Adolescents are the consumers of tomorrow; therefore policies aimed at increasing organic food consumption should address the needs of this group. To discover their attitudes towards organic food and their knowledge of the subject, a survey among almost 700 school children aged 15-16¿years was conducted. Four main groups of questions were used: adolescents' knowledge of organic food, attitudes, whether they bought organic food and the perceived influences they exerted on the buying patterns of their parents. From the survey it can be concluded that adolescents' attitudes towards organic food are positive, but their knowledge of and their willingness to buy it are low. Campaigns aimed at encouraging the purchasing of organic food targeted at adolescents should particularly emphasize those characteristics of organic foods that they can relate to their interests and ethical preferences, for example, animal welfare and environmental considerations.
    Temporal interactions in direction-selective complex cells of area 18 and the posteromedial lateral suprasylvian cortex (PMLS) of the cat
    Vajda, Ildikó ; Borghuis, Bart G. ; De Grind, Wim A. Van; Lankheet, Martin J.M. - \ 2006
    Visual Neuroscience 23 (2006)2. - ISSN 0952-5238 - p. 233 - 246.
    Cat extrastriate area - Motion opponency - Motion vision - Random pixel array - Second-order reverse correlation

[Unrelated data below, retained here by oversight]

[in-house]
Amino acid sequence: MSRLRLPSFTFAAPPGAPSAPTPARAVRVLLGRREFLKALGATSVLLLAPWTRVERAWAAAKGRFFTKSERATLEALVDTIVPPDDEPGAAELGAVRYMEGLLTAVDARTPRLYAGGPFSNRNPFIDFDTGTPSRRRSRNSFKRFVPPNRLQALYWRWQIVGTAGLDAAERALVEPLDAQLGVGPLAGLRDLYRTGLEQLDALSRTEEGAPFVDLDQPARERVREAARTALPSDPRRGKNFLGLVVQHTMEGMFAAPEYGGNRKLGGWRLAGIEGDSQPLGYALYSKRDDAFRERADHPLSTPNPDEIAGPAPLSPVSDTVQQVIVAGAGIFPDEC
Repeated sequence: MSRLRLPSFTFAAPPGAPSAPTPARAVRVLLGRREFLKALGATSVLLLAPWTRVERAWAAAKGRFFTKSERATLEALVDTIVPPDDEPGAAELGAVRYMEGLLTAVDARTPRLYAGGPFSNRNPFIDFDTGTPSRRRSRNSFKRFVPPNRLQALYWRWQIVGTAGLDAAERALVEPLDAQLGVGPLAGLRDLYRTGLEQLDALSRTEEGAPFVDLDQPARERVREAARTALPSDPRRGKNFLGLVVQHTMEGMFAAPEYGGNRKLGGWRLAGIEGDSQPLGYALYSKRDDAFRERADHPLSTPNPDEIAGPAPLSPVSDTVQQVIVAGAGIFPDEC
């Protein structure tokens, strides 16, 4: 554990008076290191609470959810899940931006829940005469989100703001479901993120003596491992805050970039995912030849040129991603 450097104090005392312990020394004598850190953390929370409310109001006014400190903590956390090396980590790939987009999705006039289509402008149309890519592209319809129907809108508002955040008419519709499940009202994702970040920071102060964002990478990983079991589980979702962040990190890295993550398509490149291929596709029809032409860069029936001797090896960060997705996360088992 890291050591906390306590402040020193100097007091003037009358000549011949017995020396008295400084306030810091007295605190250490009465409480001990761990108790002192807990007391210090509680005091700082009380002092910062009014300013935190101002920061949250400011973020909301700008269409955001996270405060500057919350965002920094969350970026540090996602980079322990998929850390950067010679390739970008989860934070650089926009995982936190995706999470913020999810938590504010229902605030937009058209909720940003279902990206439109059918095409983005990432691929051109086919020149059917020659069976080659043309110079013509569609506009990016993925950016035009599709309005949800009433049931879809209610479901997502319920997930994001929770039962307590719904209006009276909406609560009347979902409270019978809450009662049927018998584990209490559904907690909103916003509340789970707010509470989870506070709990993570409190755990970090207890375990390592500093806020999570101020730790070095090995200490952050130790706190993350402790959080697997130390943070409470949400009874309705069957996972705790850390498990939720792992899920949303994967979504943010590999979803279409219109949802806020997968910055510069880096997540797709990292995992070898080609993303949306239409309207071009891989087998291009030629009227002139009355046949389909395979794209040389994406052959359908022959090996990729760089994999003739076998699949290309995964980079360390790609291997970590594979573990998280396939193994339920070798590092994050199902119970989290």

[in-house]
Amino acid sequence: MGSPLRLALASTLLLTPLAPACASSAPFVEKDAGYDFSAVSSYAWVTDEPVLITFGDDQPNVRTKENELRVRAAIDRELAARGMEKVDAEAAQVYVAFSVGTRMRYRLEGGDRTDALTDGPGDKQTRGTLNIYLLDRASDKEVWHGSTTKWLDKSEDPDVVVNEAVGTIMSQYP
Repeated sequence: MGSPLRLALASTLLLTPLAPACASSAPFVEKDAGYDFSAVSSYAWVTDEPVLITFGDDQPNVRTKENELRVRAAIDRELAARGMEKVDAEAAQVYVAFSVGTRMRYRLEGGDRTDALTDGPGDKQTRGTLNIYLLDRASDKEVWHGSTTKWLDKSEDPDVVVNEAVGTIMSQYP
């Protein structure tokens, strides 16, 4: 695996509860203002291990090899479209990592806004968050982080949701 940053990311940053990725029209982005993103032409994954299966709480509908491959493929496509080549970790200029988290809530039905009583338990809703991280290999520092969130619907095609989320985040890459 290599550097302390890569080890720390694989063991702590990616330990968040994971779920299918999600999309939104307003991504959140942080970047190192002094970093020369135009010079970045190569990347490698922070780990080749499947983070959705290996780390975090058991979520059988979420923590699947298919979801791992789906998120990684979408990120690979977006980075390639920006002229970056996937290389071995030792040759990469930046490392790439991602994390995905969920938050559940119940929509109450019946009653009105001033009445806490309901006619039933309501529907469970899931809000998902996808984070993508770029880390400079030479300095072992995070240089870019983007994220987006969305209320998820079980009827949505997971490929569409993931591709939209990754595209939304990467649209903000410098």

Temporal interactions in direction-sensitive complex cells in area 18 and the posteromedial lateral suprasylvian cortex (PMLS) were studied using a reverse correlation method. Reverse correlograms to combinations of two temporally separated motion directions were examined and compared in the two areas. A comparison to the first-order reverse correlograms allowed us to identify nonlinear suppression or facilitation due to pairwise combinations of motion directions. Results for area 18 and PMLS were veiy different. Area 18 showed a single type of nonlinear behavior: similar directions facilitated and opposite directions suppressed spike probability. This effect was most pronounced for motion steps that followed each other immediately and decreased with increasing delay between steps. In PMLS, the picture was much more diverse. Some cells exhibited nonlinear interactions, that were opposite to those in area 18 (facilitation for opposite directions and suppression for similar ones), while the majority did not show a systematic interaction profile. We conclude that nonlinear second-order reverse correlation characteristics reveal different functional properties, despite similarities in the first-order reverse correlation profiles. Directional interactions in time revealed optimal integration of similar directions in area 18, but motion opponency - at least in some cells - in PMLS.